During Spring 2014, Artist, Monica d. Church, along with her family, circumnavigated the world on the 50th anniversary voyage of The University of Virginia's Semester at Sea Program. This portfolio features photographs from the exhibition, 24,000 Nautical Miles: Photos from a Circumnavigation held at Vassar College's Palmer Gallery in September 2014.
During Spring 2014, I was a participant in the University of Virginia’s Semester at Sea program, circumnavigating the world in 112 days on a passenger ship, the M.V. Explorer. I traveled to Vietnam, Singapore, Shanghai, Hong Kong, Mauritius, India, Myanmar, South Africa, Ghana, Morocco and South Hampton experiencing the industrialization of the waters as well as the beauty and the vastness of the sea. After crossing the Pacific Ocean from California to Japan, I began a daily documentation and meditation of the sea from my window cabin, 4099.
This series of collages were made during Spring 2014 on my voyage around the world. While in each port, I would look for handmade papers and collect found materials like matchbooks, tickets, plastic bags, wrapping paper etc...while at sea I would work in my cabin in my makeshift studio creating collages. As the journey progressed I had more and more papers to select from. Papers are from Hawaii, Japan, Vietnam, Myanmar, Shanghai, Hong Kong, Singapore, India, Mauritius, South Africa, Ghana, Morocco, England and Ireland.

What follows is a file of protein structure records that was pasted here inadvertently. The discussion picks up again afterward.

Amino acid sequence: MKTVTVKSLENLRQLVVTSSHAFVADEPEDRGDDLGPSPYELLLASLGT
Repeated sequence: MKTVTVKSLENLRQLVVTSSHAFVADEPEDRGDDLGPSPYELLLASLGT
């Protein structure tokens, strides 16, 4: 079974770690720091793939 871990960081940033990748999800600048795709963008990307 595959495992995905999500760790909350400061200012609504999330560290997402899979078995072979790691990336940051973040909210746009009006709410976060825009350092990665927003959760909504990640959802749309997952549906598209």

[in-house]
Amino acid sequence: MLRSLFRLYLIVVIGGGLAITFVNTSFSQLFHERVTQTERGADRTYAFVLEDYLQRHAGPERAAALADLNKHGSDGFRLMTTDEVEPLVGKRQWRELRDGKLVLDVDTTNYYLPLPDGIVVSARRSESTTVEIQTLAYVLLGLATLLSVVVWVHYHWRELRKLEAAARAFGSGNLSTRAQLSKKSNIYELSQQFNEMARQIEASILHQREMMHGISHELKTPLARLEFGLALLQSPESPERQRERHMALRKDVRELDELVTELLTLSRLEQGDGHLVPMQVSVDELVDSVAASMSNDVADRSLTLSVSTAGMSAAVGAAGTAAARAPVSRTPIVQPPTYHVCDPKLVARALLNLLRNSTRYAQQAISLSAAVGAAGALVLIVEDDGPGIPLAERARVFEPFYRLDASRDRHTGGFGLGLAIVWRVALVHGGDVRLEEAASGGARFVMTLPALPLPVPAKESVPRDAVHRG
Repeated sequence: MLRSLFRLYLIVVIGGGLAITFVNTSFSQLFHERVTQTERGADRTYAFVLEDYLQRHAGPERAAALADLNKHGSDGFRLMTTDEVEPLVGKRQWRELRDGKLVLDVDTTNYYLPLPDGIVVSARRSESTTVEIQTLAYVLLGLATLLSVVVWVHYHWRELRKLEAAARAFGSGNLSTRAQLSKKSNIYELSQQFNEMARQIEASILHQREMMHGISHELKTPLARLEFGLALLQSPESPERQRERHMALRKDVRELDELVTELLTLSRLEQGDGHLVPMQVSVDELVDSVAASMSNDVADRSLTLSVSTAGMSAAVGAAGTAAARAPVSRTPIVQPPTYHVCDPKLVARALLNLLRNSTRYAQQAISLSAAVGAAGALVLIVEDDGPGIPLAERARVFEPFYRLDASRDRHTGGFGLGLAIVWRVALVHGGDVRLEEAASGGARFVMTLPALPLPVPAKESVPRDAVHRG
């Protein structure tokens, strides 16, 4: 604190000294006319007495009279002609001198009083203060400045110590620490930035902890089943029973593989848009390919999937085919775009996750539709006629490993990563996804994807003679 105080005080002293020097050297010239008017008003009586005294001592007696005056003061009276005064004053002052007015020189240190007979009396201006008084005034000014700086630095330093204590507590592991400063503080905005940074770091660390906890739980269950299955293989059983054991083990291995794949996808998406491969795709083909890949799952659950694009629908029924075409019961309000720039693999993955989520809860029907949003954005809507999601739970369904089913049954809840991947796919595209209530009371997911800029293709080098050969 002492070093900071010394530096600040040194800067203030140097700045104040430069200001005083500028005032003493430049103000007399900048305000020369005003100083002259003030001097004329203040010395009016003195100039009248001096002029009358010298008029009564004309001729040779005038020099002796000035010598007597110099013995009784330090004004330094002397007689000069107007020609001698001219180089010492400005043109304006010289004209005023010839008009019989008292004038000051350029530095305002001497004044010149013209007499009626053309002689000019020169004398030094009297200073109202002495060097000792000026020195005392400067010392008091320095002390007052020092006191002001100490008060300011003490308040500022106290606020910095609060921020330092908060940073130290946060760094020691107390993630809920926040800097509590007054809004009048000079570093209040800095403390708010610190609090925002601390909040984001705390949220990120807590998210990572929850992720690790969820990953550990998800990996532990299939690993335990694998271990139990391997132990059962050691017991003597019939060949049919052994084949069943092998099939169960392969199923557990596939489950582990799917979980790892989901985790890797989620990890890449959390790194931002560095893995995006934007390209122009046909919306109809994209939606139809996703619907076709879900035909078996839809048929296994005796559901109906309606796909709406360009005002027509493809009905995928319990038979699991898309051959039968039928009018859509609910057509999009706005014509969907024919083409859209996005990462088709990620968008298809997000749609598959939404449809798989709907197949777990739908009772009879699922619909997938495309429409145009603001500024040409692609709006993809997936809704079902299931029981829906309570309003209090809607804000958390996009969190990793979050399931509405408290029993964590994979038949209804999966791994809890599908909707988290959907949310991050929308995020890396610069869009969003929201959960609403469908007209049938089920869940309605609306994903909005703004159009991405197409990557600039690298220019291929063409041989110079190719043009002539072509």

In 1992, while living in Hanoi, Vietnam, I created a series of collages entitled, From the Streets of Hanoi. This work evolved from seeking out bits of trash and paper that I collected daily. Post war Vietnam was relatively poor, so finding scraps to work with was often difficult. Eventually, I ended up buying some of the only paper readily available—Joss Papers — purchased on Hanoi’s Hang Ma Street in the Old Quarter. The joss papers— or ghost money— is burned to venerate ancestors. I also used receipts, toilet paper, plastic bags, lottery tickets, pages from old soviet books and watercolors. Originally individual pieces of art, this series has been transformed into an installation for the Conflict, Destruction, Renewal: Contemporary Artists on War exhibition in the Palmer Gallery at Vassar College. The work’s fragility is reminiscent of a society rebuilding and suffering from war yet moving on despite material hardship. Visitors were invited to take a Joss Paper from the small table.